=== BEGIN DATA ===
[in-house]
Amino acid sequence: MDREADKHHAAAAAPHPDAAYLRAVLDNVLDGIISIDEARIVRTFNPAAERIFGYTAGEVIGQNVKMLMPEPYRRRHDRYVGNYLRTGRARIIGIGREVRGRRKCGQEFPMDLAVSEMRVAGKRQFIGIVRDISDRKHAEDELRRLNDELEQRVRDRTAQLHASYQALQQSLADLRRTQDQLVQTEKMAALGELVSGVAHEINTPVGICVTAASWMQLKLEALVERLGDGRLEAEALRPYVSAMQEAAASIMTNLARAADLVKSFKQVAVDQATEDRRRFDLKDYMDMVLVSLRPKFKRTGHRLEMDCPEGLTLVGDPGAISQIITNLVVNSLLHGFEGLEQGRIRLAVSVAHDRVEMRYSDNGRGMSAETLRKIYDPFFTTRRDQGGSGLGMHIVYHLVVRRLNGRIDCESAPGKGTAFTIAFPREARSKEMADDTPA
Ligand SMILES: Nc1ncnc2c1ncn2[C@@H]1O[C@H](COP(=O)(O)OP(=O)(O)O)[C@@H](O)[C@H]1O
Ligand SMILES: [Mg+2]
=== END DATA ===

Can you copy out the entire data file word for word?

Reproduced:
[in-house]
Amino acid sequence: MDREADKHHAAAAAPHPDAAYLRAVLDNVLDGIISIDEARIVRTFNPAAERIFGYTAGEVIGQNVKMLMPEPYRRRHDRYVGNYLRTGRARIIGIGREVRGRRKCGQEFPMDLAVSEMRVAGKRQFIGIVRDISDRKHAEDELRRLNDELEQRVRDRTAQLHASYQALQQSLADLRRTQDQLVQTEKMAALGELVSGVAHEINTPVGICVTAASWMQLKLEALVERLGDGRLEAEALRPYVSAMQEAAASIMTNLARAADLVKSFKQVAVDQATEDRRRFDLKDYMDMVLVSLRPKFKRTGHRLEMDCPEGLTLVGDPGAISQIITNLVVNSLLHGFEGLEQGRIRLAVSVAHDRVEMRYSDNGRGMSAETLRKIYDPFFTTRRDQGGSGLGMHIVYHLVVRRLNGRIDCESAPGKGTAFTIAFPREARSKEMADDTPA
Ligand SMILES: Nc1ncnc2c1ncn2[C@@H]1O[C@H](COP(=O)(O)OP(=O)(O)O)[C@@H](O)[C@H]1O
Ligand SMILES: [Mg+2]